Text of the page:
Manual therapy, or manipulative therapy, is a physical treatment for musculoskeletal pain and disability; it most commonly includes kneading and manipulation of muscles, joint mobilization and joint manipulation.
The three most notable forms of manual therapy are manipulation, mobilization and massage. Manipulation is the artful introduction of a rapid rotational, shear or distraction force into an articulation.
- Joint manipulation is often associated with an audible popping sound caused by the instantaneous breakdown of gas bubbles that form during joint cavitation.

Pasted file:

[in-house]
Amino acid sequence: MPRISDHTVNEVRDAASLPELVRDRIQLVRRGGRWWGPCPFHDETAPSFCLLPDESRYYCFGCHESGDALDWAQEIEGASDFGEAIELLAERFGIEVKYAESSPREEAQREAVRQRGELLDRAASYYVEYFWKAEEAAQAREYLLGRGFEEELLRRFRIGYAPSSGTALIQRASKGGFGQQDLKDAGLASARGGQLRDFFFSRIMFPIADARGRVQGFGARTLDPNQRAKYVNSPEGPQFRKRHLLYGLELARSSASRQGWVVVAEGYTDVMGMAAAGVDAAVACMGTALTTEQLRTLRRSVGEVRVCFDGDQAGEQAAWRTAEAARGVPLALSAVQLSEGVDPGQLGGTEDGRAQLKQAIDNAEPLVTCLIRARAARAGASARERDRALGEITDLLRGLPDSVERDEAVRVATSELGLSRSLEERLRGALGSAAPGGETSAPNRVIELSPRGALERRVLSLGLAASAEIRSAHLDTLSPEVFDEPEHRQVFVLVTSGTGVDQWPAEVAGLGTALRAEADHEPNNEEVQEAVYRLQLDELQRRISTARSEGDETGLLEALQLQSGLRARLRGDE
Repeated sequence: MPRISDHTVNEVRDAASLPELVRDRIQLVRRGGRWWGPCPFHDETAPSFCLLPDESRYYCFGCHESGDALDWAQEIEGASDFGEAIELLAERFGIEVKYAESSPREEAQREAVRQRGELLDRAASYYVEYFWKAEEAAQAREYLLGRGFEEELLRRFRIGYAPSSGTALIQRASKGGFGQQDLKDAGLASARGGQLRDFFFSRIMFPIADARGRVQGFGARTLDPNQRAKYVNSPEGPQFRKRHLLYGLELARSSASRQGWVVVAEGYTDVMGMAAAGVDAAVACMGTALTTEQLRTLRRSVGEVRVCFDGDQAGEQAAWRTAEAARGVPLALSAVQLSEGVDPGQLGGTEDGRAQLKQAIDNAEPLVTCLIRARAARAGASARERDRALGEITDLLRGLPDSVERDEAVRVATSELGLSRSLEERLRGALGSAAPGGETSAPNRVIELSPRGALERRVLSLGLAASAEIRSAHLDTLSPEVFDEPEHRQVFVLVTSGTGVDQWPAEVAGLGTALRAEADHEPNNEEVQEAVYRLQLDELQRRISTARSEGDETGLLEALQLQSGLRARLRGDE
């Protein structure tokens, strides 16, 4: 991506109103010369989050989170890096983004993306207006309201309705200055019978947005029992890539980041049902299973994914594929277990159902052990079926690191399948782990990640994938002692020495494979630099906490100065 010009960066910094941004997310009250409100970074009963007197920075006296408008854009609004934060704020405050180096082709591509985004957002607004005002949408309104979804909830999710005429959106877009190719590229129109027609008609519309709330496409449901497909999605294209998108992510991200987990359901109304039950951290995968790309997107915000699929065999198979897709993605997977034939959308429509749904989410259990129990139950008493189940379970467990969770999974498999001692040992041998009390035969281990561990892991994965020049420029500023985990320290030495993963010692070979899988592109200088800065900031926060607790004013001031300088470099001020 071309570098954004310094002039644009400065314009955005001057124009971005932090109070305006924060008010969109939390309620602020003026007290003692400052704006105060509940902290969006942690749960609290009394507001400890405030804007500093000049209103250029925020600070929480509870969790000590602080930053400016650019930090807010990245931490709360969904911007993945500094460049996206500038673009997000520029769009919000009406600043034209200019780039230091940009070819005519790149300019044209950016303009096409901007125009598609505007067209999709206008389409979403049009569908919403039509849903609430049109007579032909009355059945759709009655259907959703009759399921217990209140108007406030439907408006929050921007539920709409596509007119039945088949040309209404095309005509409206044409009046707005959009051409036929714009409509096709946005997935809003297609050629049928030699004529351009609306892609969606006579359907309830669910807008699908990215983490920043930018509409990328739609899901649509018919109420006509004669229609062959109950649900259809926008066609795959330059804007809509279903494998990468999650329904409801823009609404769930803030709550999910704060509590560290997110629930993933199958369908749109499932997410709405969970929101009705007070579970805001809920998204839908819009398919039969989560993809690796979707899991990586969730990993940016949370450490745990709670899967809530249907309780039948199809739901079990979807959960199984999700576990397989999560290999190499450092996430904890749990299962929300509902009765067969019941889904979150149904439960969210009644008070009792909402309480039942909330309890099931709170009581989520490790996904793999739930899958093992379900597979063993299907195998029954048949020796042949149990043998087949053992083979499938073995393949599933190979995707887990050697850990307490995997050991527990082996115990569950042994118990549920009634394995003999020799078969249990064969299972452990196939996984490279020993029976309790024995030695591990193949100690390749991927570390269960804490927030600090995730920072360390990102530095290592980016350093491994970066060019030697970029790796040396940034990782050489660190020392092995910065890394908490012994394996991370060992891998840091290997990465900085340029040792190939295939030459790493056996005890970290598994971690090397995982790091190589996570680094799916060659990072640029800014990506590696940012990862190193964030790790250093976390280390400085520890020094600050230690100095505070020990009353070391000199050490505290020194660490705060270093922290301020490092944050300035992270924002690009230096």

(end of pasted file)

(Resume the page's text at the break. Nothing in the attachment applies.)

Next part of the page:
- Joint mobilization is a slower, more controlled process of articular and soft-tissue (myofascial) stretching intended to improve bio-mechanical elasticity.
- Soft tissue mobilization is typically the repetitive rubbing, stripping or kneading of myofascial tissues to principally improve interstitial fluid dynamics.
Manual therapy is used by the physical therapist to diagnose and treat soft tissues and joint structures for the purpose of modulating pain; increasing range of motion (ROM); reducing or eliminating soft tissue inflammation; inducing relaxation; improving contractile and non-contractile tissue repair, extensibility, and/or stability; facilitating movement; and improving function.